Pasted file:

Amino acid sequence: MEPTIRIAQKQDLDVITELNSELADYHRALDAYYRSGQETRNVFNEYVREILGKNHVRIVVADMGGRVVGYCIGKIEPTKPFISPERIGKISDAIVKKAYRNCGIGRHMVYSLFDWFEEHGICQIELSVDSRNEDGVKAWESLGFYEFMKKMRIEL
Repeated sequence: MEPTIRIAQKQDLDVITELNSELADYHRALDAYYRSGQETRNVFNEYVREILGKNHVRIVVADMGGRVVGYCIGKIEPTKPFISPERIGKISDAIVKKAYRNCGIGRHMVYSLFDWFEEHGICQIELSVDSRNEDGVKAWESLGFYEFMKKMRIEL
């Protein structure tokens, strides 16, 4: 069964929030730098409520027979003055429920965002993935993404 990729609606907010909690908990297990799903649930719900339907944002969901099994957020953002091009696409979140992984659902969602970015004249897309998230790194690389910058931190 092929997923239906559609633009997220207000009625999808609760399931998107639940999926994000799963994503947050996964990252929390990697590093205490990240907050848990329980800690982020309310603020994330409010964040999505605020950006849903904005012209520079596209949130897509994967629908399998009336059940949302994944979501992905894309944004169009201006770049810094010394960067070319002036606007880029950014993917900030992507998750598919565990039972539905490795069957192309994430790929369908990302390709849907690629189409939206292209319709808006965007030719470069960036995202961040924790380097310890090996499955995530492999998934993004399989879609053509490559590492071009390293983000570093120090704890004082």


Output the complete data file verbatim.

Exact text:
Amino acid sequence: MEPTIRIAQKQDLDVITELNSELADYHRALDAYYRSGQETRNVFNEYVREILGKNHVRIVVADMGGRVVGYCIGKIEPTKPFISPERIGKISDAIVKKAYRNCGIGRHMVYSLFDWFEEHGICQIELSVDSRNEDGVKAWESLGFYEFMKKMRIEL
Repeated sequence: MEPTIRIAQKQDLDVITELNSELADYHRALDAYYRSGQETRNVFNEYVREILGKNHVRIVVADMGGRVVGYCIGKIEPTKPFISPERIGKISDAIVKKAYRNCGIGRHMVYSLFDWFEEHGICQIELSVDSRNEDGVKAWESLGFYEFMKKMRIEL
């Protein structure tokens, strides 16, 4: 069964929030730098409520027979003055429920965002993935993404 990729609606907010909690908990297990799903649930719900339907944002969901099994957020953002091009696409979140992984659902969602970015004249897309998230790194690389910058931190 092929997923239906559609633009997220207000009625999808609760399931998107639940999926994000799963994503947050996964990252929390990697590093205490990240907050848990329980800690982020309310603020994330409010964040999505605020950006849903904005012209520079596209949130897509994967629908399998009336059940949302994944979501992905894309944004169009201006770049810094010394960067070319002036606007880029950014993917900030992507998750598919565990039972539905490795069957192309994430790929369908990302390709849907690629189409939206292209319709808006965007030719470069960036995202961040924790380097310890090996499955995530492999998934993004399989879609053509490559590492071009390293983000570093120090704890004082």